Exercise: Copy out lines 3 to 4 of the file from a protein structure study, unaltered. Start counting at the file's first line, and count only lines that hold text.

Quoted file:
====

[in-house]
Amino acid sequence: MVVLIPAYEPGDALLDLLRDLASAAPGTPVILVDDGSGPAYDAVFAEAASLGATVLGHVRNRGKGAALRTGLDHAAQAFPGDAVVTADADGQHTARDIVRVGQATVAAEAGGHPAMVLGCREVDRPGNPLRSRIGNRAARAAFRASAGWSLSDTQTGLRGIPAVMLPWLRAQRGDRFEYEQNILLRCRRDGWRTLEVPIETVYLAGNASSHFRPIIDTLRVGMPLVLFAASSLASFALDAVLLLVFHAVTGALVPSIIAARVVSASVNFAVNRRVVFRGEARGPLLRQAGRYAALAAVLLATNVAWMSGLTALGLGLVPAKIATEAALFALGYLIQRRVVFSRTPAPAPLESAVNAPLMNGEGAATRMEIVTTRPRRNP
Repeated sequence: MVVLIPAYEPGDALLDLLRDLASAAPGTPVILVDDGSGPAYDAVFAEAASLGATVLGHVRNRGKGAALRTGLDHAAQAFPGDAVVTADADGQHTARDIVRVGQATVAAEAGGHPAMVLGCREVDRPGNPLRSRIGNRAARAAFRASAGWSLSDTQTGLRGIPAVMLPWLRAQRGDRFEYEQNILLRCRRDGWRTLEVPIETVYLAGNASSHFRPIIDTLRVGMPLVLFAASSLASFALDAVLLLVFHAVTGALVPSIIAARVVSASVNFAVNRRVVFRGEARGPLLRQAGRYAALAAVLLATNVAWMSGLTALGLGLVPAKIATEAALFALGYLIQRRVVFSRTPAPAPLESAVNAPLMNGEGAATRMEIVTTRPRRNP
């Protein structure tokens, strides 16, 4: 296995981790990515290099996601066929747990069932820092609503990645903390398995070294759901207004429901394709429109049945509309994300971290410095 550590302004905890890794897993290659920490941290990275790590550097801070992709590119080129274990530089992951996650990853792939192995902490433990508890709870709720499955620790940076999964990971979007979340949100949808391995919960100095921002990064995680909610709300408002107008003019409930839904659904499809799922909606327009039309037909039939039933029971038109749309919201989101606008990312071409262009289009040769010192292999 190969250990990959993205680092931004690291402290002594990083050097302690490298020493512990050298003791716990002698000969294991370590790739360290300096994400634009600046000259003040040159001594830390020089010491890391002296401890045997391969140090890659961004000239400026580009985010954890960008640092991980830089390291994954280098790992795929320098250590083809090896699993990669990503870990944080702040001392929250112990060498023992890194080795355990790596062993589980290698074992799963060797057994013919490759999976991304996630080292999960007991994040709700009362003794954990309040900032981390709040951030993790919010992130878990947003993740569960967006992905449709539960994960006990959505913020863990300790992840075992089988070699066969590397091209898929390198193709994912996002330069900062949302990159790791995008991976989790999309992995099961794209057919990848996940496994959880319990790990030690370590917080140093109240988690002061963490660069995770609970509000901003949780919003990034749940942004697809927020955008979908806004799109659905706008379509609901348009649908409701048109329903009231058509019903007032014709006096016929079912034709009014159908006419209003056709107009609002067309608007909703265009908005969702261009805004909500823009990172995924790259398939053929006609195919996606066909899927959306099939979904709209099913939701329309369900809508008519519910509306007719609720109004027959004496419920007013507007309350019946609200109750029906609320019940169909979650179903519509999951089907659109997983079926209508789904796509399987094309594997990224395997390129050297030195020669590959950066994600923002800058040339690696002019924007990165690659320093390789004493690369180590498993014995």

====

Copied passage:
Repeated sequence: MVVLIPAYEPGDALLDLLRDLASAAPGTPVILVDDGSGPAYDAVFAEAASLGATVLGHVRNRGKGAALRTGLDHAAQAFPGDAVVTADADGQHTARDIVRVGQATVAAEAGGHPAMVLGCREVDRPGNPLRSRIGNRAARAAFRASAGWSLSDTQTGLRGIPAVMLPWLRAQRGDRFEYEQNILLRCRRDGWRTLEVPIETVYLAGNASSHFRPIIDTLRVGMPLVLFAASSLASFALDAVLLLVFHAVTGALVPSIIAARVVSASVNFAVNRRVVFRGEARGPLLRQAGRYAALAAVLLATNVAWMSGLTALGLGLVPAKIATEAALFALGYLIQRRVVFSRTPAPAPLESAVNAPLMNGEGAATRMEIVTTRPRRNP
């Protein structure tokens, strides 16, 4: 296995981790990515290099996601066929747990069932820092609503990645903390398995070294759901207004429901394709429109049945509309994300971290410095 550590302004905890890794897993290659920490941290990275790590550097801070992709590119080129274990530089992951996650990853792939192995902490433990508890709870709720499955620790940076999964990971979007979340949100949808391995919960100095921002990064995680909610709300408002107008003019409930839904659904499809799922909606327009039309037909039939039933029971038109749309919201989101606008990312071409262009289009040769010192292999 190969250990990959993205680092931004690291402290002594990083050097302690490298020493512990050298003791716990002698000969294991370590790739360290300096994400634009600046000259003040040159001594830390020089010491890391002296401890045997391969140090890659961004000239400026580009985010954890960008640092991980830089390291994954280098790992795929320098250590083809090896699993990669990503870990944080702040001392929250112990060498023992890194080795355990790596062993589980290698074992799963060797057994013919490759999976991304996630080292999960007991994040709700009362003794954990309040900032981390709040951030993790919010992130878990947003993740569960967006992905449709539960994960006990959505913020863990300790992840075992089988070699066969590397091209898929390198193709994912996002330069900062949302990159790791995008991976989790999309992995099961794209057919990848996940496994959880319990790990030690370590917080140093109240988690002061963490660069995770609970509000901003949780919003990034749940942004697809927020955008979908806004799109659905706008379509609901348009649908409701048109329903009231058509019903007032014709006096016929079912034709009014159908006419209003056709107009609002067309608007909703265009908005969702261009805004909500823009990172995924790259398939053929006609195919996606066909899927959306099939979904709209099913939701329309369900809508008519519910509306007719609720109004027959004496419920007013507007309350019946609200109750029906609320019940169909979650179903519509999951089907659109997983079926209508789904796509399987094309594997990224395997390129050297030195020669590959950066994600923002800058040339690696002019924007990165690659320093390789004493690369180590498993014995």